detail of Mourning Flight

In Susan Lenz’s class I took in May and wrote about it in detail here, I realized that this stitch could be used as a quilting stitch, to secure several layers.  In this case, I used a heavy black thread making the stitch itself quite obvious.  This photo is one from Mourning Flight, detailed here, where all the hand quilting is accomplished using this simple stitch.

seed stitch in carBut recently, I’ve used the seed stitch on another piece, this white baby dress on blue, still untitled. Here I’m using a fine thread (30-weight cotton) which matches the background.  The stitch is rather small, so all that is visible is the dimple created when the stitch secures the top, batting and backing.  The photo here is one I took while riding in the car. (The seed stitch is in the area of the white in the lop left quadrant of the photo.)  On a road trip yesterday to see and photograph a rare bird, I got a lot of stitching done.  I was not the driver.

The seed stitch is rather random in nature, neither the length nor direction of the stitch having to be consistent, making it a great travel project.  Much of the seed stitch on Mourning Flight was also done in the car, this time on a birding trip to Florida.

seed stitch intended pink basketAnd remember the pile of vintage linens I brought home here?  Well, salvageable parts of one of those old tablecloths has become this piece. After quilting the inner pink border and the setting triangles densely, the striped center is a bit puffy.  So, I’ll be adding some seed stitch in this area.

One caveat:  the seed stitch does not produce an even result on the back of the piece, so an additional back will be needed.  But if you plan an additional layer on the back, or you intend to frame the work, the seed stitch is an interesting one to consider for securing layers.  I’ve planned for that on the white baby dress, using an extraordinarily thin fabric (harem cloth) as the backing now. And on the pink/green piece, the label will be placed over the seed-stitched area of the back of the finished product.

Not Wet

Not WetAs I approached my fourth birthday, I was looking forward to kindergarten at Miss Emily’s little red schoolhouse.  My only sister was 19 years old and away at college, so I didn’t have playmates of my age around all the time.  My mother recounted hearing me ‘talking to myself’ while playing alone on the front porch of our house.  It seems I was describing the fun I would have with other children at this fantasy land.  According to my mother, I included an outhouse as part of my description.  She was amused and horrified that I added that detail.

Nonetheless, I like to think of the behavior as conversing with my imaginary friend; it sounds less  like a diagnosis of some sort that way.  At the time, I didn’t know what the big deal was anyway.  My spinster aunt who lived next door could be heard engaging in conversation with unseen friends all the time.  I loved Aunt Nellie, so if she talked when no one else was around, what could be wrong with doing that?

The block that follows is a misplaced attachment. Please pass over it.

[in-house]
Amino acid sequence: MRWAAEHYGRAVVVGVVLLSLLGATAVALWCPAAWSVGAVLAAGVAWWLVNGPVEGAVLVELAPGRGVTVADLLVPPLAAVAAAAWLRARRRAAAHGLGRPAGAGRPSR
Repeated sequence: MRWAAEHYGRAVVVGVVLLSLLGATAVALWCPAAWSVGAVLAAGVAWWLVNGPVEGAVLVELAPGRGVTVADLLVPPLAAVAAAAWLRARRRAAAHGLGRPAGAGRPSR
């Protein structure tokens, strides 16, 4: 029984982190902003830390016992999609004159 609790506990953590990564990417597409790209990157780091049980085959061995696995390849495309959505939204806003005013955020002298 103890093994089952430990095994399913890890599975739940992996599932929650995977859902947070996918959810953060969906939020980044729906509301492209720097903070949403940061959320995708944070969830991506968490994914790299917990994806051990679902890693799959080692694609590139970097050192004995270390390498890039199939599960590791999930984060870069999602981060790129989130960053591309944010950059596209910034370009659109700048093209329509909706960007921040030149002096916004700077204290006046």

I no longer talk to imaginary friends, but I do enjoy imagining stories when I’m observing perfect strangers.  What did that mother say when her son came home with that tattoo?  Does that lady know her boots don’t match?  It seems like she would notice they are different heights.  What does the future hold for the couple huddled over paperwork in the doctor’s office?

Today, while browsing in an antique store, I looked down to see “Not Wet” painted in the midst of s shiny spot on the floor.  I can only imagine how many times the owners were informed that there was “something spilled over by the chalk paint.”  I think they should have just planted a mop nearby and watched to see what happened.

Rescuing Vintage Linens

linens my purchasesWhen antiquing, I keep my eye peeled for vintage linens like the ones I found today at Blue Moon Antiques and Vintage Junktion (both stores in Warner Robins, GA).  I’m always hoping to rescue a treasure from the trash bin.  I look for linen or cotton, and pass up any that have a polyester feel to them.  I want hand embroidery or appliqué, but don’t turn up my nose at some older pieces that were machine made.

Sometimes, if the price is right, I buy a tattered piece for the lace or tatting on the edge.  And, yes, I do buy the occasional doily.  One antique dealer commented to me last week that “doily” was the most creatively spelled word he saw on dealer’s tags.

I know which booths often have nice linens in the antique markets we frequent regularly.  I know those which often have pieces that aren’t marked and have learned to make a fair offer–it’s usually accepted.  I don’t plan to pay top dollar for my treasures because I do intend to eventually cut them up and sew them to something else.  But I often use tablecloths, tea towels, and napkins for their intended purpose first, giving the pieces a personal memory to attach to the art being created later.

Today’s outing found me bringing home some lovely treasures at bargain prices (and a couple that weren’t really bargains, but were just too lovely to leave behind).  I bought dresser scarves, napkins, tea towels, doilies, a couple of linen bridge table cloths, a baby’s dress with delicate blue embroidery, some vintage handkerchiefs, buttons, and ribbon.

linens store displayAs I’m looking and touching and plundering, I’m dreaming.  I’m planning and scheming projects galore!  I love it when a vendor asks, “what are you going to do with these?”  Today I pulled out my phone, shared a few photos of recent pieces, and gave them some ideas to ponder. I could see their wheels turning as well as mine.  After all, they love the vintage cloth, too.  That’s why they have so much on hand.

Photos:

At the top, some of the treasures that came home with me.  Yes, the Longaberger basket was a bargain buy, too.  These double pie baskets make great sewing baskets.

Lower photo:  a booth in one of the stores showing just a small portion of the treasures I viewed today.